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Needing advice, what to charge for pulled pork?

Kirby hall

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so, I started smoking/cooking for potlucks at work. Now, I have other departments asking me to do this for them. I have pulled pork down to a good place. I make coleslaw and potato salad pretty good too.
What should I charge for the pulled pork? I get two 11 lb Boston Butts for $23.00. It takes about 9 hours, 4 on the smoker and 3 in my oven. I buy the pans and sterno for $5.00. I have industrial foil that I buy for around $21.00 per roll.

I’m just wondering? I don’t want to lose money.

Kirby, and thanks!
 

kruizer

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Using the rule of cost for restaurants, it would be cost of materials plus four times.
 

SonnyE

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so, I started smoking/cooking for potlucks at work. Now, I have other departments asking me to do this for them. I have pulled pork down to a good place. I make coleslaw and potato salad pretty good too.
What should I charge for the pulled pork? I get two 11 lb Boston Butts for $23.00. It takes about 9 hours, 4 on the smoker and 3 in my oven. I buy the pans and sterno for $5.00. I have industrial foil that I buy for around $21.00 per roll.

I’m just wondering? I don’t want to lose money.

Kirby, and thanks!
23+5+21=$49.
X4=$196
So $49 per person, or $196 per person, if the clientele can stand it.

Hey, you are worth it!
 
Last edited:

KrisUpInSmoke

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All your material costs, including your cooking electricity or other fuel (including refrigeration, vehicle gas, travel for supplies and delivery), wear and tear on your appliances (including storage) and vehicle, plus your working time divided by the number of people being served. You ought to be able to figure out a number based on the number of servings that you can stick with.

I'd also be concerned about what might happen if someone or a group gets sick, but other people cook for work and don't worry about it so maybe it's not a big concern. I don't know how that works if they're paying you though.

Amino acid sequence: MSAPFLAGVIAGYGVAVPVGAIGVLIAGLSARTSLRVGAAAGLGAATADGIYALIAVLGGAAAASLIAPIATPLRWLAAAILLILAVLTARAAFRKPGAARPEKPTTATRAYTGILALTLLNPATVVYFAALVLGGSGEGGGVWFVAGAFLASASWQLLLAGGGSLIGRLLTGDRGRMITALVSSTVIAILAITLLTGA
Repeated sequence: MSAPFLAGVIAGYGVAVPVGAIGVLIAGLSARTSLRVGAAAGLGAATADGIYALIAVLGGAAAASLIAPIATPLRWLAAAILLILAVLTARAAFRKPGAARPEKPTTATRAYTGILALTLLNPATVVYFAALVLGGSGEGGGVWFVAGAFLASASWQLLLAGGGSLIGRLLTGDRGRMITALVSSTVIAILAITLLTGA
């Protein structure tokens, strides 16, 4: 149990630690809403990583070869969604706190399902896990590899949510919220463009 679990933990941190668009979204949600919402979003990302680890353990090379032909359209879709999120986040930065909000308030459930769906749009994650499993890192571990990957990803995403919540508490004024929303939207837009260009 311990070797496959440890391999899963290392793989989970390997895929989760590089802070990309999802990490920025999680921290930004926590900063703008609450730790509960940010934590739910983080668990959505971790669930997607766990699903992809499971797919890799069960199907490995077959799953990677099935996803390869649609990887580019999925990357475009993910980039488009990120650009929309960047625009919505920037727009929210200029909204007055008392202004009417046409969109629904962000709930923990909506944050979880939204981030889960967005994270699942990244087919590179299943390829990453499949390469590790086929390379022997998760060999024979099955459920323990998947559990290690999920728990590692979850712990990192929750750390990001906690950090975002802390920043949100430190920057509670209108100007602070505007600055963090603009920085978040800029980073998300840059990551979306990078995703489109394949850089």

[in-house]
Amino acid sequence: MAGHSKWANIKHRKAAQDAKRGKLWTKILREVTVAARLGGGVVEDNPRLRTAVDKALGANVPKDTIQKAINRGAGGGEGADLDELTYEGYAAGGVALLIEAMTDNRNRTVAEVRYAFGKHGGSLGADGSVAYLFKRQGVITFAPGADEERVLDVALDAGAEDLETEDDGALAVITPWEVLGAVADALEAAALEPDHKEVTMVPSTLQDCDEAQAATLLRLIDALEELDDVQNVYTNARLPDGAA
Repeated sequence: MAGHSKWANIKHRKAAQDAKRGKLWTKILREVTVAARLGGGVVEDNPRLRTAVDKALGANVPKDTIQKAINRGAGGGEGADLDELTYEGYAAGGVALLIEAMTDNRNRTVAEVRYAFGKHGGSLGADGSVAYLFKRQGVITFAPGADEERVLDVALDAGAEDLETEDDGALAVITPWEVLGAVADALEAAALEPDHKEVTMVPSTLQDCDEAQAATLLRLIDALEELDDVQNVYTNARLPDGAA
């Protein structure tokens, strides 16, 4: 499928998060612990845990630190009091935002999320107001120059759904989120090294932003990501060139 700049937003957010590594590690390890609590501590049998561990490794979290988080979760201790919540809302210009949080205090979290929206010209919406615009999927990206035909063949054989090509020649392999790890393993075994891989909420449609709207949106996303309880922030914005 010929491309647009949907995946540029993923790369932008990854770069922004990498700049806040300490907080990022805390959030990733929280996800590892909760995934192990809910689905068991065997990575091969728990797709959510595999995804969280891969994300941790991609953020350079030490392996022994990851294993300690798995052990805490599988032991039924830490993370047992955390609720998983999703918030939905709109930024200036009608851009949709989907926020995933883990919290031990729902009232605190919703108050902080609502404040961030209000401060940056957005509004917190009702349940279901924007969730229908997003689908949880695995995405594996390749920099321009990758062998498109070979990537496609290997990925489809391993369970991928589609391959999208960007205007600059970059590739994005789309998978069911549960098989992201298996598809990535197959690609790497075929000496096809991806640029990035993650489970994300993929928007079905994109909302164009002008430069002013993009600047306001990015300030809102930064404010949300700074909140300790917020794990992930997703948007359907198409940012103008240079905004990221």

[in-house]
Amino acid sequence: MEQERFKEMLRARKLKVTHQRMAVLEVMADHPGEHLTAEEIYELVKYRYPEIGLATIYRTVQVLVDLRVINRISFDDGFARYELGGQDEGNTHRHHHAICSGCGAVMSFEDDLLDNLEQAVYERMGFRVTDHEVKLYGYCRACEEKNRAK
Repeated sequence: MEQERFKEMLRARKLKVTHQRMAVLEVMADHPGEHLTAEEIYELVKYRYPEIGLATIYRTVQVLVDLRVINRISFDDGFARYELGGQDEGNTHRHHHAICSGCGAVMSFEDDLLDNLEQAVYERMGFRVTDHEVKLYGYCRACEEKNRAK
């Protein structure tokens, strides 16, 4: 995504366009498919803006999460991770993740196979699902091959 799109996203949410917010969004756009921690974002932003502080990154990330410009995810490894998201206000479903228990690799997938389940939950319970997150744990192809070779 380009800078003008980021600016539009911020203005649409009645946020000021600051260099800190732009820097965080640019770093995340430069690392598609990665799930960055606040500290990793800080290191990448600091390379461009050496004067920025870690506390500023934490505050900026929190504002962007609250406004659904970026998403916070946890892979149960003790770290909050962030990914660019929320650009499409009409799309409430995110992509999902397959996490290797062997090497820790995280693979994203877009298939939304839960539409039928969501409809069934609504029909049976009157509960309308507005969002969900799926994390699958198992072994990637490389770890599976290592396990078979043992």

Restaurants and caterers have got things maximized for cost efficiency because they do this all the time, so you might not be able to keep your costs as low as theirs. You might figure out that it costs you too much. You could always offer at that high price and let them reject it, if it turns out that way. You aren't running a smoke house,
a catering service, or a charity, after all.
 

hondabbq

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When I do it I use the cost of the pork divided by the finished weight. (usually 30% loss) then add 400%. I sel it to guys by the pound and it goes fast.
 

pops6927

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Please be advised that we are an Amateur site, world-wide. We do not give advice nor endorse profit-making endeavors and can not support those who are selling their products or services. Opinions expressed by members are just those: opinions only. You need to check with your city/county/state/federal agencies on all aspects of your operation for correct information. We do not endorse any products or services other than registered sponsors.
 

dogman60

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Joined Aug 8, 2016
Please be advised that we are an Amateur site, world-wide. We do not give advice nor endorse profit-making endeavors and can not support those who are selling their products or services. Opinions expressed by members are just those: opinions only. You need to check with your city/county/state/federal agencies on all aspects of your operation for correct information. We do not endorse any products or services other than registered sponsors.
 

dogman60

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Depending on which state you live in will dictate
If you can even sell a cooked food product. In Florida
A cottage food designation allows only non cooked
Non perishable items (spices, rubs, dried herbs) even if you are selling in a flea or farmers market with a occupational license and pay event fees.
A inspected kitchen is also a must unless you secure a food product license for a food truck.
If you are preparing for a work situation they
Might already be licensed might check. FYI Many food trucks prepare in licensed commercial kitchens. You can rent these by the hour in some locations. Or join Elks or VFW they all have licensed kitchens and can sell to public and with enough work hours they might let you use kitchen. Selling prepared food out of a backyard smoker no matter how large and how
many years experience is a crap shoot. You stand the chance of losing everything you own - including backyard and smokers. Just a few pearls and I am sure everyone on this sight has pondered commercial ventures. Dk
 

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